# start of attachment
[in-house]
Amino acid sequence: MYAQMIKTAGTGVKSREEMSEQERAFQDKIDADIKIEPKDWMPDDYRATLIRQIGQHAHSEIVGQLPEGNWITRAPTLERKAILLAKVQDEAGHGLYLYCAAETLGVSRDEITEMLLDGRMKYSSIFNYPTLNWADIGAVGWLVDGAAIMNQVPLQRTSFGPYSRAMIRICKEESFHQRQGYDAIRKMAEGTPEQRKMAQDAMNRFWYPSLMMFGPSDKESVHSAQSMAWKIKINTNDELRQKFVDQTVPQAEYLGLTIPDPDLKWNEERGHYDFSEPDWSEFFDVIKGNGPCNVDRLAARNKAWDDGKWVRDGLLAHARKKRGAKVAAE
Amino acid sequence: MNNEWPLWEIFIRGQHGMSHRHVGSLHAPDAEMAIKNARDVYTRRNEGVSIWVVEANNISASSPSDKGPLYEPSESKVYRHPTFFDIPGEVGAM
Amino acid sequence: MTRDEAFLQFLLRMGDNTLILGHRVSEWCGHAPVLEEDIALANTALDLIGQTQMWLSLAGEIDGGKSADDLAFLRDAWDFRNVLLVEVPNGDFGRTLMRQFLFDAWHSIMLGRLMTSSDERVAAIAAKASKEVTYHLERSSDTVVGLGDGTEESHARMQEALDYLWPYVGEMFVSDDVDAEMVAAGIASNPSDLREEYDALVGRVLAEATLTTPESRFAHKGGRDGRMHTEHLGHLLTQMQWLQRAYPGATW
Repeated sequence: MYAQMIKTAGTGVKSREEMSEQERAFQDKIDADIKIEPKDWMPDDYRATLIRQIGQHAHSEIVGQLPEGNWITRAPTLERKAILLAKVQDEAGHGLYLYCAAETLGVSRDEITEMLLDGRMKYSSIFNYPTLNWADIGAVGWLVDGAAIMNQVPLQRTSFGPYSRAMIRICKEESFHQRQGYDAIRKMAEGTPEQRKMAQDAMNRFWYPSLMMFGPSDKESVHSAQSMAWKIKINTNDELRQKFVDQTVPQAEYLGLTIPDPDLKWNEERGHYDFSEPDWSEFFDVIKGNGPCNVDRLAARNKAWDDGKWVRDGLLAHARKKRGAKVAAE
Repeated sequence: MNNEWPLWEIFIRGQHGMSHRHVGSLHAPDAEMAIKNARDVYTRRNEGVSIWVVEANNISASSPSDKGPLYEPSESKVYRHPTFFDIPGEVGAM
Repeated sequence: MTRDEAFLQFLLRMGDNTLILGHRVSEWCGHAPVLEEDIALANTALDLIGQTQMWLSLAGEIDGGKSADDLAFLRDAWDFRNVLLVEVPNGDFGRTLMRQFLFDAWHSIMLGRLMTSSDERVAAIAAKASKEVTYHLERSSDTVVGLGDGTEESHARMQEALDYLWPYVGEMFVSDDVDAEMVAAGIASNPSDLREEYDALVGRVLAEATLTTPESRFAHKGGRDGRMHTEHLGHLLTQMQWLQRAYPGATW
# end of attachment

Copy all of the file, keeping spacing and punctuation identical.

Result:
[in-house]
Amino acid sequence: MYAQMIKTAGTGVKSREEMSEQERAFQDKIDADIKIEPKDWMPDDYRATLIRQIGQHAHSEIVGQLPEGNWITRAPTLERKAILLAKVQDEAGHGLYLYCAAETLGVSRDEITEMLLDGRMKYSSIFNYPTLNWADIGAVGWLVDGAAIMNQVPLQRTSFGPYSRAMIRICKEESFHQRQGYDAIRKMAEGTPEQRKMAQDAMNRFWYPSLMMFGPSDKESVHSAQSMAWKIKINTNDELRQKFVDQTVPQAEYLGLTIPDPDLKWNEERGHYDFSEPDWSEFFDVIKGNGPCNVDRLAARNKAWDDGKWVRDGLLAHARKKRGAKVAAE
Amino acid sequence: MNNEWPLWEIFIRGQHGMSHRHVGSLHAPDAEMAIKNARDVYTRRNEGVSIWVVEANNISASSPSDKGPLYEPSESKVYRHPTFFDIPGEVGAM
Amino acid sequence: MTRDEAFLQFLLRMGDNTLILGHRVSEWCGHAPVLEEDIALANTALDLIGQTQMWLSLAGEIDGGKSADDLAFLRDAWDFRNVLLVEVPNGDFGRTLMRQFLFDAWHSIMLGRLMTSSDERVAAIAAKASKEVTYHLERSSDTVVGLGDGTEESHARMQEALDYLWPYVGEMFVSDDVDAEMVAAGIASNPSDLREEYDALVGRVLAEATLTTPESRFAHKGGRDGRMHTEHLGHLLTQMQWLQRAYPGATW
Repeated sequence: MYAQMIKTAGTGVKSREEMSEQERAFQDKIDADIKIEPKDWMPDDYRATLIRQIGQHAHSEIVGQLPEGNWITRAPTLERKAILLAKVQDEAGHGLYLYCAAETLGVSRDEITEMLLDGRMKYSSIFNYPTLNWADIGAVGWLVDGAAIMNQVPLQRTSFGPYSRAMIRICKEESFHQRQGYDAIRKMAEGTPEQRKMAQDAMNRFWYPSLMMFGPSDKESVHSAQSMAWKIKINTNDELRQKFVDQTVPQAEYLGLTIPDPDLKWNEERGHYDFSEPDWSEFFDVIKGNGPCNVDRLAARNKAWDDGKWVRDGLLAHARKKRGAKVAAE
Repeated sequence: MNNEWPLWEIFIRGQHGMSHRHVGSLHAPDAEMAIKNARDVYTRRNEGVSIWVVEANNISASSPSDKGPLYEPSESKVYRHPTFFDIPGEVGAM
Repeated sequence: MTRDEAFLQFLLRMGDNTLILGHRVSEWCGHAPVLEEDIALANTALDLIGQTQMWLSLAGEIDGGKSADDLAFLRDAWDFRNVLLVEVPNGDFGRTLMRQFLFDAWHSIMLGRLMTSSDERVAAIAAKASKEVTYHLERSSDTVVGLGDGTEESHARMQEALDYLWPYVGEMFVSDDVDAEMVAAGIASNPSDLREEYDALVGRVLAEATLTTPESRFAHKGGRDGRMHTEHLGHLLTQMQWLQRAYPGATW